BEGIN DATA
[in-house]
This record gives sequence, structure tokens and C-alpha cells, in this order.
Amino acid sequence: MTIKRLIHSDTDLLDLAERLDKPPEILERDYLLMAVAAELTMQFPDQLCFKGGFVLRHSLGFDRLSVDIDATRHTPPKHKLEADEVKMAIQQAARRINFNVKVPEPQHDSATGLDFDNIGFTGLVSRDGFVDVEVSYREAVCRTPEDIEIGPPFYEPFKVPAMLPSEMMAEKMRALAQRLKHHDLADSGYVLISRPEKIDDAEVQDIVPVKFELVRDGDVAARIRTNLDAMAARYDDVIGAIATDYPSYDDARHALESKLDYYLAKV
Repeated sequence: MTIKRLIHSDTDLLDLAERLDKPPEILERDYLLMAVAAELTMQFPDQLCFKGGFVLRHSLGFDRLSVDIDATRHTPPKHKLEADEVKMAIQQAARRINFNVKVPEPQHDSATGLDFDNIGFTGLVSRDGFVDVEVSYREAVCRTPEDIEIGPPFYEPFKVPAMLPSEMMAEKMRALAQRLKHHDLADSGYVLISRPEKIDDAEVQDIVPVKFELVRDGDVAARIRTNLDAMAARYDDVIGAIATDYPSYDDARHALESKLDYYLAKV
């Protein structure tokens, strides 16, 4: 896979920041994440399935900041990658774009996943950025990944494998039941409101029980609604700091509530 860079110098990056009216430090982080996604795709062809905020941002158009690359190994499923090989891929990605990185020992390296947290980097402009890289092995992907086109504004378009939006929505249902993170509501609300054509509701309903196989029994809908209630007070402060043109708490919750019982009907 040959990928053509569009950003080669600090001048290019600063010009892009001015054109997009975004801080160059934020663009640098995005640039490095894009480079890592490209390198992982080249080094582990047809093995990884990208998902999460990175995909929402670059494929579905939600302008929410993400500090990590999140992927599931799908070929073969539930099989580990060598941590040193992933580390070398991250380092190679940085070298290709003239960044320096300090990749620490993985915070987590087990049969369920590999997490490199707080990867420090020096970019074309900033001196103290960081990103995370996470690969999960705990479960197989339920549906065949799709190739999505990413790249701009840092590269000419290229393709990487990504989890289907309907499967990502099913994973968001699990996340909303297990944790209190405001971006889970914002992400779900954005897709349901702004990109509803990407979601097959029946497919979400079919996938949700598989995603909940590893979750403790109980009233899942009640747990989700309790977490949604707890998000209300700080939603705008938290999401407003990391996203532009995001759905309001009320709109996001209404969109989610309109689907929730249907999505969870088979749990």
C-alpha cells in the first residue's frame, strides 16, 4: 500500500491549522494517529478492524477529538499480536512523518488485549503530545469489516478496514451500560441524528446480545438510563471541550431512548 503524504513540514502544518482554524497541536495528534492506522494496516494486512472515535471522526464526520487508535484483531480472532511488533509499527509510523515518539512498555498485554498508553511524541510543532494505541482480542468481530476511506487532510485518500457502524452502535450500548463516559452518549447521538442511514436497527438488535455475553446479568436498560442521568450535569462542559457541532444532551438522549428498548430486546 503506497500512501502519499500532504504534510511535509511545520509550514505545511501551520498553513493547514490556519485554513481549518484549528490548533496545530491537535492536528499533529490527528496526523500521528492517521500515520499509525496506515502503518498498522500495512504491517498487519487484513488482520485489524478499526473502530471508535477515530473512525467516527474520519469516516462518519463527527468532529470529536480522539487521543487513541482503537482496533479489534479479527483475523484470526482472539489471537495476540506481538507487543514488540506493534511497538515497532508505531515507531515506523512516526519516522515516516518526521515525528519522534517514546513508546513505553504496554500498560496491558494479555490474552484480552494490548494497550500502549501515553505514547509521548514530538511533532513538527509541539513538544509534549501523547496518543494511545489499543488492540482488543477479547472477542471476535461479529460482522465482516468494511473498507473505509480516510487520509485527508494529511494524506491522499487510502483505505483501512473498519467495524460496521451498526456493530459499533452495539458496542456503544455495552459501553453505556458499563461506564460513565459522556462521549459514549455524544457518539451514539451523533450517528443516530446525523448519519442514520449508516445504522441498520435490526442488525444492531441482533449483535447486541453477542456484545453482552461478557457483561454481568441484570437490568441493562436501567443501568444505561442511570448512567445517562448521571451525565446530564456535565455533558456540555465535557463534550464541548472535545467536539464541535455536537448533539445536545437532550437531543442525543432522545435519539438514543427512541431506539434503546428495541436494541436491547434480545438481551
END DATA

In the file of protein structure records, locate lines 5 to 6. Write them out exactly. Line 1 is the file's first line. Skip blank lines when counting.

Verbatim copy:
């Protein structure tokens, strides 16, 4: 896979920041994440399935900041990658774009996943950025990944494998039941409101029980609604700091509530 860079110098990056009216430090982080996604795709062809905020941002158009690359190994499923090989891929990605990185020992390296947290980097402009890289092995992907086109504004378009939006929505249902993170509501609300054509509701309903196989029994809908209630007070402060043109708490919750019982009907 040959990928053509569009950003080669600090001048290019600063010009892009001015054109997009975004801080160059934020663009640098995005640039490095894009480079890592490209390198992982080249080094582990047809093995990884990208998902999460990175995909929402670059494929579905939600302008929410993400500090990590999140992927599931799908070929073969539930099989580990060598941590040193992933580390070398991250380092190679940085070298290709003239960044320096300090990749620490993985915070987590087990049969369920590999997490490199707080990867420090020096970019074309900033001196103290960081990103995370996470690969999960705990479960197989339920549906065949799709190739999505990413790249701009840092590269000419290229393709990487990504989890289907309907499967990502099913994973968001699990996340909303297990944790209190405001971006889970914002992400779900954005897709349901702004990109509803990407979601097959029946497919979400079919996938949700598989995603909940590893979750403790109980009233899942009640747990989700309790977490949604707890998000209300700080939603705008938290999401407003990391996203532009995001759905309001009320709109996001209404969109989610309109689907929730249907999505969870088979749990």
C-alpha cells in the first residue's frame, strides 16, 4: 500500500491549522494517529478492524477529538499480536512523518488485549503530545469489516478496514451500560441524528446480545438510563471541550431512548 503524504513540514502544518482554524497541536495528534492506522494496516494486512472515535471522526464526520487508535484483531480472532511488533509499527509510523515518539512498555498485554498508553511524541510543532494505541482480542468481530476511506487532510485518500457502524452502535450500548463516559452518549447521538442511514436497527438488535455475553446479568436498560442521568450535569462542559457541532444532551438522549428498548430486546 503506497500512501502519499500532504504534510511535509511545520509550514505545511501551520498553513493547514490556519485554513481549518484549528490548533496545530491537535492536528499533529490527528496526523500521528492517521500515520499509525496506515502503518498498522500495512504491517498487519487484513488482520485489524478499526473502530471508535477515530473512525467516527474520519469516516462518519463527527468532529470529536480522539487521543487513541482503537482496533479489534479479527483475523484470526482472539489471537495476540506481538507487543514488540506493534511497538515497532508505531515507531515506523512516526519516522515516516518526521515525528519522534517514546513508546513505553504496554500498560496491558494479555490474552484480552494490548494497550500502549501515553505514547509521548514530538511533532513538527509541539513538544509534549501523547496518543494511545489499543488492540482488543477479547472477542471476535461479529460482522465482516468494511473498507473505509480516510487520509485527508494529511494524506491522499487510502483505505483501512473498519467495524460496521451498526456493530459499533452495539458496542456503544455495552459501553453505556458499563461506564460513565459522556462521549459514549455524544457518539451514539451523533450517528443516530446525523448519519442514520449508516445504522441498520435490526442488525444492531441482533449483535447486541453477542456484545453482552461478557457483561454481568441484570437490568441493562436501567443501568444505561442511570448512567445517562448521571451525565446530564456535565455533558456540555465535557463534550464541548472535545467536539464541535455536537448533539445536545437532550437531543442525543432522545435519539438514543427512541431506539434503546428495541436494541436491547434480545438481551